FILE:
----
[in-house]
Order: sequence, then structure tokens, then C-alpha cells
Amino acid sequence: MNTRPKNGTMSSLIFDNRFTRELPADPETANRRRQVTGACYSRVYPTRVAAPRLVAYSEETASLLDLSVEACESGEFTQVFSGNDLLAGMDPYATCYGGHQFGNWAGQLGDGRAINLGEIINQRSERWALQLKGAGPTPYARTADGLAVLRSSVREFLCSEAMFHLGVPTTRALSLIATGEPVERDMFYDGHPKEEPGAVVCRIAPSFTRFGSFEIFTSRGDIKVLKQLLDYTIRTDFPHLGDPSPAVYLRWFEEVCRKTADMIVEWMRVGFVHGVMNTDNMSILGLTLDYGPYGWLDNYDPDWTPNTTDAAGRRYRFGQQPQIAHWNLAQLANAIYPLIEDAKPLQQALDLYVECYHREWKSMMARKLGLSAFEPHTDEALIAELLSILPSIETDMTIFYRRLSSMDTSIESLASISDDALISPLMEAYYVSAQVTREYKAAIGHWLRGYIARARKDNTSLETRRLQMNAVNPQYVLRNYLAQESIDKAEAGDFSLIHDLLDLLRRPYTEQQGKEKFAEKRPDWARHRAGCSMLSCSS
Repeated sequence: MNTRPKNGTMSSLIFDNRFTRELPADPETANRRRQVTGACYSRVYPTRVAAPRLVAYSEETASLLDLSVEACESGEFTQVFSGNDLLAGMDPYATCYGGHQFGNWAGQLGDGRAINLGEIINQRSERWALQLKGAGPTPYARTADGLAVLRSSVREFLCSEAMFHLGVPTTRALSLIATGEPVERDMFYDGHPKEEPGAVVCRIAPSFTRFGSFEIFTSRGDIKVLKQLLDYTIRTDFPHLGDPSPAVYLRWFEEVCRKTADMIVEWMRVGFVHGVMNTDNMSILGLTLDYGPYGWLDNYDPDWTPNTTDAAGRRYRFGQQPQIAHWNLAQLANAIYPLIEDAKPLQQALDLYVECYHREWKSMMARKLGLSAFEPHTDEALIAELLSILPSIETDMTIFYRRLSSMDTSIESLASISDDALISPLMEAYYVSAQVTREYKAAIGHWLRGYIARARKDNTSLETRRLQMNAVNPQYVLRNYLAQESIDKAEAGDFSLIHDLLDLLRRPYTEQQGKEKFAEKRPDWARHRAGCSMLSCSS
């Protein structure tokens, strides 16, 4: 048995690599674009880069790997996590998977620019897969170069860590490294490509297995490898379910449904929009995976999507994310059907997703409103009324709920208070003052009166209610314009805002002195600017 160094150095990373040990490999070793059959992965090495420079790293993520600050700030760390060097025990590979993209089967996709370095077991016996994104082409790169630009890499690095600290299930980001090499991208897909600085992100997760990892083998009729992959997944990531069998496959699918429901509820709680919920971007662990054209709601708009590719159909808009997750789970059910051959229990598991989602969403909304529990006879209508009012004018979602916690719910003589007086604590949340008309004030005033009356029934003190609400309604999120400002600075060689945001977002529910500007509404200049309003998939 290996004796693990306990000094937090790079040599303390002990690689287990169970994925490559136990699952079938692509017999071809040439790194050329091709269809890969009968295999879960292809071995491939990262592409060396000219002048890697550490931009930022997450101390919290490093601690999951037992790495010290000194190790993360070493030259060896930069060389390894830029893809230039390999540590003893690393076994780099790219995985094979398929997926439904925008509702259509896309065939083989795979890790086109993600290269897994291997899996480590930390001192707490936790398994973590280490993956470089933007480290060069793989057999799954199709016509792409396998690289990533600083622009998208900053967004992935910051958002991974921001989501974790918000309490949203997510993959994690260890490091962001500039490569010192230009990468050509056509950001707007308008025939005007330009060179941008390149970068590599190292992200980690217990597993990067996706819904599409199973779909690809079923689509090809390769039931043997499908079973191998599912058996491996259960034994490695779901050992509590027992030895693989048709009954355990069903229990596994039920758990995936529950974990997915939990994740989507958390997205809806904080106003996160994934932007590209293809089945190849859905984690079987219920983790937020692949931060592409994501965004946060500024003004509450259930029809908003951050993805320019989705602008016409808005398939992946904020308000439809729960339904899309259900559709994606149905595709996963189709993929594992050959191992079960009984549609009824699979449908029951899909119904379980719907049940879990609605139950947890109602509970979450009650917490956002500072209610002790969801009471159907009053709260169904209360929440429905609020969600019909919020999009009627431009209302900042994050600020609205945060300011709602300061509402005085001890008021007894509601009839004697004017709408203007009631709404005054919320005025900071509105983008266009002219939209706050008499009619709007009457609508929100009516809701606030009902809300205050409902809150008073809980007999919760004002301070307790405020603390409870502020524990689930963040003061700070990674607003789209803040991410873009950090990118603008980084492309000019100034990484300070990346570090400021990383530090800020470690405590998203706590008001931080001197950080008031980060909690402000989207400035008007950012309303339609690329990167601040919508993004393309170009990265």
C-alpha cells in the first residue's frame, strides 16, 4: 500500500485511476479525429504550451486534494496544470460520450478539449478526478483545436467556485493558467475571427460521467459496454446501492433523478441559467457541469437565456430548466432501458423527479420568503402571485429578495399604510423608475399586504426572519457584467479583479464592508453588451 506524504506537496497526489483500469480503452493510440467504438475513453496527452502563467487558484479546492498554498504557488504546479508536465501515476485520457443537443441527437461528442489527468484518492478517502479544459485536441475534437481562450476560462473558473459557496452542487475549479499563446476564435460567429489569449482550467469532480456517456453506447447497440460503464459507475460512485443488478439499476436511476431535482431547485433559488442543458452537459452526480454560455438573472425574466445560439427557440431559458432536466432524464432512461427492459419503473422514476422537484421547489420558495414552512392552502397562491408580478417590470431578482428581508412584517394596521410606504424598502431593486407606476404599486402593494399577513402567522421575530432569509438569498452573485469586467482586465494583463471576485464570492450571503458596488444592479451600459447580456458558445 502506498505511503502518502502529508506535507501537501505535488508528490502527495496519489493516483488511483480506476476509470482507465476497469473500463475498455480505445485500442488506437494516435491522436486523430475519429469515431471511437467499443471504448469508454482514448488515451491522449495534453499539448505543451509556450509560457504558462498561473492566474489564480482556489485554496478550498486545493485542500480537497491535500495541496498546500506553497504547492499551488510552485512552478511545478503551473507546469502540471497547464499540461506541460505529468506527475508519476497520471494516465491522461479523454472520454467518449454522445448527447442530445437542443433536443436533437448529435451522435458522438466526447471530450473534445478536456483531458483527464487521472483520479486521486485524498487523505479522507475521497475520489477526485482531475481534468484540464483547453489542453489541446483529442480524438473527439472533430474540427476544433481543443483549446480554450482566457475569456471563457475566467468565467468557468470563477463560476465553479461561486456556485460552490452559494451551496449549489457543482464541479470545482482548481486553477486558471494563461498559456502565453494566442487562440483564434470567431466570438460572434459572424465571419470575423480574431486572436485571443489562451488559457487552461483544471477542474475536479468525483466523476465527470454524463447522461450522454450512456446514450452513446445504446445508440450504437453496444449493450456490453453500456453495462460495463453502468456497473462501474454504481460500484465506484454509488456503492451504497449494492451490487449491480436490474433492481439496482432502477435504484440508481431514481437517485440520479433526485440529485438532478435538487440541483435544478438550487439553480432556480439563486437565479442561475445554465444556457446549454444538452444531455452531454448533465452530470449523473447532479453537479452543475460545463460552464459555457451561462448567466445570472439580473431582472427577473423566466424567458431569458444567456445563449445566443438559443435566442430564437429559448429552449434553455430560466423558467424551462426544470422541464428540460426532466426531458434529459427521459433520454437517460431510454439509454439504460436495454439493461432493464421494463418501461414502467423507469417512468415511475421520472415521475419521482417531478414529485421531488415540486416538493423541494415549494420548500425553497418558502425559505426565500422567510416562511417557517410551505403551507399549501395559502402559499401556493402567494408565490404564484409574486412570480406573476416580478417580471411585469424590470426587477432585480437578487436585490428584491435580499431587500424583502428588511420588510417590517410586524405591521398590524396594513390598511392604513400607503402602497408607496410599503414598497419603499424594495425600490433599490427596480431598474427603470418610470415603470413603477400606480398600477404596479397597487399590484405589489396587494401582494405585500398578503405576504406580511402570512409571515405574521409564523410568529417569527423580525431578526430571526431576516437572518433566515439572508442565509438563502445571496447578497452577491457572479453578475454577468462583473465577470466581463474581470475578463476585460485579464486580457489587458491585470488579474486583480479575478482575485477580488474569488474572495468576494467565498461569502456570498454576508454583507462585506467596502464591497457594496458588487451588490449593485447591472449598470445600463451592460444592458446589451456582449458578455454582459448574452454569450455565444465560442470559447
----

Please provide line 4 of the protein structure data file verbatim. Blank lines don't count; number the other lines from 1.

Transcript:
Repeated sequence: MNTRPKNGTMSSLIFDNRFTRELPADPETANRRRQVTGACYSRVYPTRVAAPRLVAYSEETASLLDLSVEACESGEFTQVFSGNDLLAGMDPYATCYGGHQFGNWAGQLGDGRAINLGEIINQRSERWALQLKGAGPTPYARTADGLAVLRSSVREFLCSEAMFHLGVPTTRALSLIATGEPVERDMFYDGHPKEEPGAVVCRIAPSFTRFGSFEIFTSRGDIKVLKQLLDYTIRTDFPHLGDPSPAVYLRWFEEVCRKTADMIVEWMRVGFVHGVMNTDNMSILGLTLDYGPYGWLDNYDPDWTPNTTDAAGRRYRFGQQPQIAHWNLAQLANAIYPLIEDAKPLQQALDLYVECYHREWKSMMARKLGLSAFEPHTDEALIAELLSILPSIETDMTIFYRRLSSMDTSIESLASISDDALISPLMEAYYVSAQVTREYKAAIGHWLRGYIARARKDNTSLETRRLQMNAVNPQYVLRNYLAQESIDKAEAGDFSLIHDLLDLLRRPYTEQQGKEKFAEKRPDWARHRAGCSMLSCSS